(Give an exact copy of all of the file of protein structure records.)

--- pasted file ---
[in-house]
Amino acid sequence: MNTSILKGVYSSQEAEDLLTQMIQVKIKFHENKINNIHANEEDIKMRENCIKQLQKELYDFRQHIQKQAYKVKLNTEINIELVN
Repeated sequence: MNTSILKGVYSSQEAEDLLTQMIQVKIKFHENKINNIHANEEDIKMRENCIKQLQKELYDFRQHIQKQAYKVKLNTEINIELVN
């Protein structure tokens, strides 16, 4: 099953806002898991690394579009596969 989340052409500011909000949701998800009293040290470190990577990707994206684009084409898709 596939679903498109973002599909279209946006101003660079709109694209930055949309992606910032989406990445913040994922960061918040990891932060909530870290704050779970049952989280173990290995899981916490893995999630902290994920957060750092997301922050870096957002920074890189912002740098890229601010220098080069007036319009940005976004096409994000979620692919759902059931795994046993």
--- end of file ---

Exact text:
[in-house]
Amino acid sequence: MNTSILKGVYSSQEAEDLLTQMIQVKIKFHENKINNIHANEEDIKMRENCIKQLQKELYDFRQHIQKQAYKVKLNTEINIELVN
Repeated sequence: MNTSILKGVYSSQEAEDLLTQMIQVKIKFHENKINNIHANEEDIKMRENCIKQLQKELYDFRQHIQKQAYKVKLNTEINIELVN
């Protein structure tokens, strides 16, 4: 099953806002898991690394579009596969 989340052409500011909000949701998800009293040290470190990577990707994206684009084409898709 596939679903498109973002599909279209946006101003660079709109694209930055949309992606910032989406990445913040994922960061918040990891932060909530870290704050779970049952989280173990290995899981916490893995999630902290994920957060750092997301922050870096957002920074890189912002740098890229601010220098080069007036319009940005976004096409994000979620692919759902059931795994046993």